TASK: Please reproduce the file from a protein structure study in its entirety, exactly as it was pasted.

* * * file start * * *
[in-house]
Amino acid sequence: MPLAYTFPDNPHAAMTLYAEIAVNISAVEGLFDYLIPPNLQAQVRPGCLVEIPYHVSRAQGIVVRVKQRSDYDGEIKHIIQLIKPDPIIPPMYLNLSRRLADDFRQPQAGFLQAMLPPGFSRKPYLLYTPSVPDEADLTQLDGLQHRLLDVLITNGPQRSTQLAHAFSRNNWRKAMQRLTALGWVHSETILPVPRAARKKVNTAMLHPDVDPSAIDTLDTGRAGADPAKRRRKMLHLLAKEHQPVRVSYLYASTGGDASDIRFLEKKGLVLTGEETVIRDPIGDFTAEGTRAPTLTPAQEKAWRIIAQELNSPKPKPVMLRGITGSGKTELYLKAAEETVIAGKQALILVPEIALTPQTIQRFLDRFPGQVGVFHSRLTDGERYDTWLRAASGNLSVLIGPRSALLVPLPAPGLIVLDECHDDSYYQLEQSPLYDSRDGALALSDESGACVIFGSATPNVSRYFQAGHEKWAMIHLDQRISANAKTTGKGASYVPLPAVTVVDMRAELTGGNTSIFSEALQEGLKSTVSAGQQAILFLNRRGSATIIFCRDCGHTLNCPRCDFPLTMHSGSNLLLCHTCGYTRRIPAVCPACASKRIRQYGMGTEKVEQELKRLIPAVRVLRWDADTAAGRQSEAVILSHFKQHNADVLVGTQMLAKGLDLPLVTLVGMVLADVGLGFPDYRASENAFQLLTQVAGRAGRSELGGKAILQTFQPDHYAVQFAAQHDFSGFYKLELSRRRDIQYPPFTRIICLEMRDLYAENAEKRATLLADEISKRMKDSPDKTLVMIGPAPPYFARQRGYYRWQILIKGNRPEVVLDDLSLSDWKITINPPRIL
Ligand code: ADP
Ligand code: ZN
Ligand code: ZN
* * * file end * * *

[in-house]
Amino acid sequence: MPLAYTFPDNPHAAMTLYAEIAVNISAVEGLFDYLIPPNLQAQVRPGCLVEIPYHVSRAQGIVVRVKQRSDYDGEIKHIIQLIKPDPIIPPMYLNLSRRLADDFRQPQAGFLQAMLPPGFSRKPYLLYTPSVPDEADLTQLDGLQHRLLDVLITNGPQRSTQLAHAFSRNNWRKAMQRLTALGWVHSETILPVPRAARKKVNTAMLHPDVDPSAIDTLDTGRAGADPAKRRRKMLHLLAKEHQPVRVSYLYASTGGDASDIRFLEKKGLVLTGEETVIRDPIGDFTAEGTRAPTLTPAQEKAWRIIAQELNSPKPKPVMLRGITGSGKTELYLKAAEETVIAGKQALILVPEIALTPQTIQRFLDRFPGQVGVFHSRLTDGERYDTWLRAASGNLSVLIGPRSALLVPLPAPGLIVLDECHDDSYYQLEQSPLYDSRDGALALSDESGACVIFGSATPNVSRYFQAGHEKWAMIHLDQRISANAKTTGKGASYVPLPAVTVVDMRAELTGGNTSIFSEALQEGLKSTVSAGQQAILFLNRRGSATIIFCRDCGHTLNCPRCDFPLTMHSGSNLLLCHTCGYTRRIPAVCPACASKRIRQYGMGTEKVEQELKRLIPAVRVLRWDADTAAGRQSEAVILSHFKQHNADVLVGTQMLAKGLDLPLVTLVGMVLADVGLGFPDYRASENAFQLLTQVAGRAGRSELGGKAILQTFQPDHYAVQFAAQHDFSGFYKLELSRRRDIQYPPFTRIICLEMRDLYAENAEKRATLLADEISKRMKDSPDKTLVMIGPAPPYFARQRGYYRWQILIKGNRPEVVLDDLSLSDWKITINPPRIL
Ligand code: ADP
Ligand code: ZN
Ligand code: ZN